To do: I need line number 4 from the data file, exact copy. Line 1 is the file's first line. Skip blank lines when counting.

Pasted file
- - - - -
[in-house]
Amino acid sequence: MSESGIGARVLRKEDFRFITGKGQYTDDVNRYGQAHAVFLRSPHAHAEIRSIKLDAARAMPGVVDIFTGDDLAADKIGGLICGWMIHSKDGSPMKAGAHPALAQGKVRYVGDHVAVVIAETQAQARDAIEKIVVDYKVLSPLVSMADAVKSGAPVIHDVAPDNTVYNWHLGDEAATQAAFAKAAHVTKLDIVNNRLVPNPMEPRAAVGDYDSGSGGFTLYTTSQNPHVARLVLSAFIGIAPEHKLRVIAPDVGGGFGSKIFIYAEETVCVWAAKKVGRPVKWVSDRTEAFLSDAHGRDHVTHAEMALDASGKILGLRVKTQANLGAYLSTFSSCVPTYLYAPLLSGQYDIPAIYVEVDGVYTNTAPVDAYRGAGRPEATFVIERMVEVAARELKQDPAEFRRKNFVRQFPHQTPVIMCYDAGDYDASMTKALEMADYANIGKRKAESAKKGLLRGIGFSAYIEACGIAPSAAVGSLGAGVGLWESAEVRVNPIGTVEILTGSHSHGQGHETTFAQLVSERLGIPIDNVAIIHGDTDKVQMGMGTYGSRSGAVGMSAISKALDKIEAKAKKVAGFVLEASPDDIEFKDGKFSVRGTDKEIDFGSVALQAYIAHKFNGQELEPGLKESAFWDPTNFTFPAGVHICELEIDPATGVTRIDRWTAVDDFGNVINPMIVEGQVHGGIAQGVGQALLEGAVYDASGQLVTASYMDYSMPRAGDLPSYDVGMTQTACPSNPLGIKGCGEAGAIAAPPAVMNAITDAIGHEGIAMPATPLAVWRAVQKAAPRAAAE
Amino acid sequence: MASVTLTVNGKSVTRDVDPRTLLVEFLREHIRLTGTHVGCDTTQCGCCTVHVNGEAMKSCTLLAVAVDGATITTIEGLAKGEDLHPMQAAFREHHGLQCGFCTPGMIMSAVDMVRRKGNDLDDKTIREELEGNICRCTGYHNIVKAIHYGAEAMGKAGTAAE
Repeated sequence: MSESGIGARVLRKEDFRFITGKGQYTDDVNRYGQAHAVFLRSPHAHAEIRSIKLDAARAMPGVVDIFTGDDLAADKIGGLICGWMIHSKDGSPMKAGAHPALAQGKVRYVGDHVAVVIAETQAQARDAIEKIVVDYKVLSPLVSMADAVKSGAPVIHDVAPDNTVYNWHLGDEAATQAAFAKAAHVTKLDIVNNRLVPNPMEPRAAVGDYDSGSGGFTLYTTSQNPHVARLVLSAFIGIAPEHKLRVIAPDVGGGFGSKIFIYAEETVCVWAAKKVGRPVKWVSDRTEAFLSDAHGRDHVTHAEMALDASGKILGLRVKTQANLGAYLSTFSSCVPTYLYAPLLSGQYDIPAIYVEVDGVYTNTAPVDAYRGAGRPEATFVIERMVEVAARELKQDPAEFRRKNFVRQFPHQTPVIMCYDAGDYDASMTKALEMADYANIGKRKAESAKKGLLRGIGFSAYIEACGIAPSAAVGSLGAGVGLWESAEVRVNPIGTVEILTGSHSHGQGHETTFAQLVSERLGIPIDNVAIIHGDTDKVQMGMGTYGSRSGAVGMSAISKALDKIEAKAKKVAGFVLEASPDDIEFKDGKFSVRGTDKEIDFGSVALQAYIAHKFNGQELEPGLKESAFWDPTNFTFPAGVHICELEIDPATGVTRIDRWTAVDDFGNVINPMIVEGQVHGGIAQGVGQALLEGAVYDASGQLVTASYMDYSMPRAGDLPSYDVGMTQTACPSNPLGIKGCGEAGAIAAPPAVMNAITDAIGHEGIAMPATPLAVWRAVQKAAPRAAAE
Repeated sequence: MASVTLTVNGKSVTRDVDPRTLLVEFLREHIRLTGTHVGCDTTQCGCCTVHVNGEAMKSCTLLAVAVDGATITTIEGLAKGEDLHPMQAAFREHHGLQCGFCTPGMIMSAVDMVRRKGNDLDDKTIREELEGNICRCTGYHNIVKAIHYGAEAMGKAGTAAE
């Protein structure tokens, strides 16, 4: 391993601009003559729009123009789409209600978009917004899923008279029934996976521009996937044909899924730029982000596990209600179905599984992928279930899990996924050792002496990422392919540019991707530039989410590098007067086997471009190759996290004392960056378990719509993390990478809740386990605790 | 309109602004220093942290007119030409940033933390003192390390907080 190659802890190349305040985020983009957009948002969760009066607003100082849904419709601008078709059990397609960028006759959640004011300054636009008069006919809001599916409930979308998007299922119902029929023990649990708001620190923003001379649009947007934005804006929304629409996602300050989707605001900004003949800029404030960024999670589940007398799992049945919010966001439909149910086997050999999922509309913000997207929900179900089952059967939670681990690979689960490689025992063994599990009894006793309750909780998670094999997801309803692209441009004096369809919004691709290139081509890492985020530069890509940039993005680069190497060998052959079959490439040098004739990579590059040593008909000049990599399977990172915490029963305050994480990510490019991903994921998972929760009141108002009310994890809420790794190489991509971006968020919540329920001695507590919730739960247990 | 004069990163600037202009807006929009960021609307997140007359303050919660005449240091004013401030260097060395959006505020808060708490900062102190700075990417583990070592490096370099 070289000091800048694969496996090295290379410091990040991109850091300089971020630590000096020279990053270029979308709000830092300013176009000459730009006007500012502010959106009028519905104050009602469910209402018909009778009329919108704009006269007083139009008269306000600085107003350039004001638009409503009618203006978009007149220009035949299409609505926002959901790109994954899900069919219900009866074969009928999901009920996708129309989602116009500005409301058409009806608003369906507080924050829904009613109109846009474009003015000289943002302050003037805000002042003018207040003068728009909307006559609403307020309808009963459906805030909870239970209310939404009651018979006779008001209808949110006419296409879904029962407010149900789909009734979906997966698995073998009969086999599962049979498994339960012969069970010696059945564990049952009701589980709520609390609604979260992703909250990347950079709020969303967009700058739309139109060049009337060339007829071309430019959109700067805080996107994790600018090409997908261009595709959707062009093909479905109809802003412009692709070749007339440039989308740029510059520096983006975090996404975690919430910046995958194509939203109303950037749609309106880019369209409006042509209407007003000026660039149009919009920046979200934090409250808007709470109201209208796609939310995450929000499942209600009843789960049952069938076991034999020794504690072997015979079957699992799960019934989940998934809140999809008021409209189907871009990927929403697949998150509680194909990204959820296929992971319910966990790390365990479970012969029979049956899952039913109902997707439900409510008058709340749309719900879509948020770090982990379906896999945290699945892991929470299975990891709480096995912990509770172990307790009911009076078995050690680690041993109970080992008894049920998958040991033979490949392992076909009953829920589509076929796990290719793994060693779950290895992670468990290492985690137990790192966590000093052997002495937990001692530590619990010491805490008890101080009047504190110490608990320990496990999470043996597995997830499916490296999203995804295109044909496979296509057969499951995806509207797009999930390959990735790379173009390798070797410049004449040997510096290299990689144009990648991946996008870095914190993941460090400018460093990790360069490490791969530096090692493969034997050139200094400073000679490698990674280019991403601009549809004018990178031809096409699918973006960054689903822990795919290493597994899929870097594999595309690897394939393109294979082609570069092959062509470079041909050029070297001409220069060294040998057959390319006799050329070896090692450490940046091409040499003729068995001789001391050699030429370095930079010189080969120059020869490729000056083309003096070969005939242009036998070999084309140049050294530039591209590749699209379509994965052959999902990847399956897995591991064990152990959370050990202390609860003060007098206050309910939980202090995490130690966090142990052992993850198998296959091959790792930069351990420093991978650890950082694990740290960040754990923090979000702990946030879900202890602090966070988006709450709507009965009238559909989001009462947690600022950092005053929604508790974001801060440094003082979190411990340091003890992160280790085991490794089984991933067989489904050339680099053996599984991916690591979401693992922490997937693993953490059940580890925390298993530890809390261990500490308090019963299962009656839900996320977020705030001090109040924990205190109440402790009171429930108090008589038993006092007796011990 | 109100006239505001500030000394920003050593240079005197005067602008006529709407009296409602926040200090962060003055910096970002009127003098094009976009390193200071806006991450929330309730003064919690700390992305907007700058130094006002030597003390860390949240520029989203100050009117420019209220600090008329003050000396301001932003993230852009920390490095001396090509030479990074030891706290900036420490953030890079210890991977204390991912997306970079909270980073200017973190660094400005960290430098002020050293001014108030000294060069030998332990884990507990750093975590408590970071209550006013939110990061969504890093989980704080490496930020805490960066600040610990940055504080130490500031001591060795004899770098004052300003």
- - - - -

Repeated sequence: MSESGIGARVLRKEDFRFITGKGQYTDDVNRYGQAHAVFLRSPHAHAEIRSIKLDAARAMPGVVDIFTGDDLAADKIGGLICGWMIHSKDGSPMKAGAHPALAQGKVRYVGDHVAVVIAETQAQARDAIEKIVVDYKVLSPLVSMADAVKSGAPVIHDVAPDNTVYNWHLGDEAATQAAFAKAAHVTKLDIVNNRLVPNPMEPRAAVGDYDSGSGGFTLYTTSQNPHVARLVLSAFIGIAPEHKLRVIAPDVGGGFGSKIFIYAEETVCVWAAKKVGRPVKWVSDRTEAFLSDAHGRDHVTHAEMALDASGKILGLRVKTQANLGAYLSTFSSCVPTYLYAPLLSGQYDIPAIYVEVDGVYTNTAPVDAYRGAGRPEATFVIERMVEVAARELKQDPAEFRRKNFVRQFPHQTPVIMCYDAGDYDASMTKALEMADYANIGKRKAESAKKGLLRGIGFSAYIEACGIAPSAAVGSLGAGVGLWESAEVRVNPIGTVEILTGSHSHGQGHETTFAQLVSERLGIPIDNVAIIHGDTDKVQMGMGTYGSRSGAVGMSAISKALDKIEAKAKKVAGFVLEASPDDIEFKDGKFSVRGTDKEIDFGSVALQAYIAHKFNGQELEPGLKESAFWDPTNFTFPAGVHICELEIDPATGVTRIDRWTAVDDFGNVINPMIVEGQVHGGIAQGVGQALLEGAVYDASGQLVTASYMDYSMPRAGDLPSYDVGMTQTACPSNPLGIKGCGEAGAIAAPPAVMNAITDAIGHEGIAMPATPLAVWRAVQKAAPRAAAE